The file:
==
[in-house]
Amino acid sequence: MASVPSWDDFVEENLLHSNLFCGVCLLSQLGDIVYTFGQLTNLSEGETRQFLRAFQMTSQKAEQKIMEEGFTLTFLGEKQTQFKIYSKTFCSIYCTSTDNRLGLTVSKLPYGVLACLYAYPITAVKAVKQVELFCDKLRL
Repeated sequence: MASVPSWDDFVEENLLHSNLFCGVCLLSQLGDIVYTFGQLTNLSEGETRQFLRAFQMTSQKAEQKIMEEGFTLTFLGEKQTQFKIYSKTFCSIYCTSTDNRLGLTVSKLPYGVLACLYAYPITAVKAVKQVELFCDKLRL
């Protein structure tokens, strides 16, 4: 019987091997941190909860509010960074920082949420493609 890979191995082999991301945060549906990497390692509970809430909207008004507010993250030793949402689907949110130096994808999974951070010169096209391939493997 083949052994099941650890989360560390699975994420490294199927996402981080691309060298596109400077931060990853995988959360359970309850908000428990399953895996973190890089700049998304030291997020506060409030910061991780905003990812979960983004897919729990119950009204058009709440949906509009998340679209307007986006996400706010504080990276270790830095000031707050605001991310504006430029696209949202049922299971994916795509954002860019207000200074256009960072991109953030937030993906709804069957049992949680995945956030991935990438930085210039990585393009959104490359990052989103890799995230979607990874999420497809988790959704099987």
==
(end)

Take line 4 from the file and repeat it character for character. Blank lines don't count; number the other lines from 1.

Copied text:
């Protein structure tokens, strides 16, 4: 019987091997941190909860509010960074920082949420493609 890979191995082999991301945060549906990497390692509970809430909207008004507010993250030793949402689907949110130096994808999974951070010169096209391939493997 083949052994099941650890989360560390699975994420490294199927996402981080691309060298596109400077931060990853995988959360359970309850908000428990399953895996973190890089700049998304030291997020506060409030910061991780905003990812979960983004897919729990119950009204058009709440949906509009998340679209307007986006996400706010504080990276270790830095000031707050605001991310504006430029696209949202049922299971994916795509954002860019207000200074256009960072991109953030937030993906709804069957049992949680995945956030991935990438930085210039990585393009959104490359990052989103890799995230979607990874999420497809988790959704099987």